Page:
and outdoor leisure provision, and healthcare facilities;
Development should not have an adverse impact on the environment, such
as through air, noise and water pollution, and remediation of contaminated
land prior to development must be undertaken.
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The Council will require the submission of Health Impact Assessments for major
schemes of 100 housing units or more, or 10,000 sq.m or more for all other uses2,
considered to have potential impacts on health and well-being, depending on the
nature and scale of such development, to be considered at pre-application stage.
In order to promote health and well-being, mental health and spiritual well-being the
Council will;
A. Protect and improve social and community facilities such as healthcare
facilities, community halls and indoor leisure provision, and arts and cultural
facilities, and ensure that development contributes appropriately to
supporting infrastructure (see Policy DM4);
B. Protect, increase and enhance open space provision, allotments and food
growing schemes, biodiversity and nature conservation assets, and the
provision of improved children’s play facilities;
C. Seek to manage access to hot food takeaways such as by restricting
proposals for new hot food takeaways from location within 400 metres of
secondary schools, and working with businesses and developers to promote
healthier lifestyles through design and types of use within developments;
D. Seek to expand the network of safe pedestrian and cycle routes to ensure
that areas dedicated to vehicular circulation are designed with pedestrian
safety and needs of vulnerable groups in mind, and
E. Seek to ensure that new developments incorporate measures designed to
minimise traffic flows and speeds that will result in child-friendly streets in
residential areas that can be used as informal areas for social interaction and
children’s play.
3.5
Provision and Delivery of Infrastructure – Communities Infrastructure
Levy and Planning Contributions
3.5.1 Ensuring there is sufficient infrastructure to support future development is vital
to achieving sustainable growth in the Borough. Infrastructure includes
transport, public realm, open space, leisure and recreational facilities,
education, childcare, health, community facilities, utilities, and emergency
services. The infrastructure requirements of the Borough are and will be
assessed on a regular basis, the most recent assessment is contained within
the Council’s Infrastructure Assessment (June 2014). Policies in Chapter 5 of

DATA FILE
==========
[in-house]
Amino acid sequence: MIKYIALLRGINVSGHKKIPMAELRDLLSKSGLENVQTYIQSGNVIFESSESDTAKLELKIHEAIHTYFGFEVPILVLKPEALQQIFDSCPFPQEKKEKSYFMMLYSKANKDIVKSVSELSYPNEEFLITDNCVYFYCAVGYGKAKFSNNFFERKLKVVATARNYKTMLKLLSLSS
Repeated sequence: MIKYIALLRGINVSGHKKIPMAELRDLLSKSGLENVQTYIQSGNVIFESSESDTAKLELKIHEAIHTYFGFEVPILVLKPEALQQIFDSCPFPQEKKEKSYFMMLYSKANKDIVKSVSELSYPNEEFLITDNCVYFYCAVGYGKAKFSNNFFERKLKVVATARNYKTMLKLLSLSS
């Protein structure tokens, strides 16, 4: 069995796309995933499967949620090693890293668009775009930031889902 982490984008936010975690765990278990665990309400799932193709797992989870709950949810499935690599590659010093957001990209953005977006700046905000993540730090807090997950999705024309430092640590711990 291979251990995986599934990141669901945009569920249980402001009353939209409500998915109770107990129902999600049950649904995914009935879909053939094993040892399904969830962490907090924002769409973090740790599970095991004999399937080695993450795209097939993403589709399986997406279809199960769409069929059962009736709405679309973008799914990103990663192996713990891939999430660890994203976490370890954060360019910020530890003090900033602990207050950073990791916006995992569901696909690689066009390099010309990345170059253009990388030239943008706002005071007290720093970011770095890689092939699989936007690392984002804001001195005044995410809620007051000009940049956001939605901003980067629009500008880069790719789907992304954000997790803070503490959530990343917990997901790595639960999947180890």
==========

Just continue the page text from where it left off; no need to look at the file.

the Core Strategy support the use of planning contributions for social and
community infrastructure.
3.5.2 Funding for infrastructure to support new development is facilitated by planning
legislation through the Community Infrastructure Levy (CIL), and ‘planning
contributions’. The Council adopted its CIL Charging Schedule to support the
provision of strategic infrastructure in the Borough in April 2015. CIL is
generally charged on developments that are of more than one residential
2
Mayor’s Best Practice Guidance Health Issues in Planning (2007)
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dwelling and create additional floorspace, or generate additional floorspace of
more than 100 sq.m. The Council’s Planning Contributions Supplementary
Planning Document (SPD) sets out the planning contributions required through
planning applications to help fund supporting infrastructure required to mitigate
the site-specific impact of development. Both the Council’s CIL Charging
Schedule and revised Planning Contributions SPD have been subject to an
economic viability assessment to ensure that both would not detrimentally
impact the viability of development in Hackney. The assessment also factored
in consideration of the Mayor of London’s CIL for Crossrail.
3.5.3 The Core Strategy does not reference CIL given the timing of the legislation
and the adoption of that document. As such, policy DM4 links the requirement
for development proposals to contribute to supporting strategic infrastructure to
the CIL Charging Schedule, and to non-strategic infrastructure and measures
required to mitigate the impact of development through planning contributions.
3.5.4 Where planning contributions are sought in relation to CIL chargeable
developments, the level and nature of the planning obligations required will be
considered in light of the CIL levy payable. Planning obligations will only be
sought in relation to specific measures identified as necessary which will not be
funded through CIL. In order to make a development acceptable in planning
terms, planning contributions may be used in relation to matters including but
not limited to affordable housing; micro, small or affordable workspace or retail
space; highway and footway reinstatement and highways agreements; Travel
plans; highway agreements; construction and other employment placements;
sustainable design and construction statements; Health Impact Assessments
and Management plans. Legal agreements (‘Section 106 agreements’) will be
used to secure such contributions, and will also include provision for ongoing
monitoring costs and legal fees.
3.5.5 In Hackney there are two levels of CIL that are able to be charged – the Mayoral
CIL and Hackney’s Borough-level CIL. The Mayoral CIL came into effect on 1
April 2012. Hackney’s CIL came into effect on 1 April 2015.
3.5.6 There are exemptions to the Mayoral CIL, which mean that organisations or
individuals would not be liable to pay Mayoral CIL for the development of such
uses. The following types of development will normally be exempt from the
payment of the Mayoral CIL: Health and Education uses; Social housing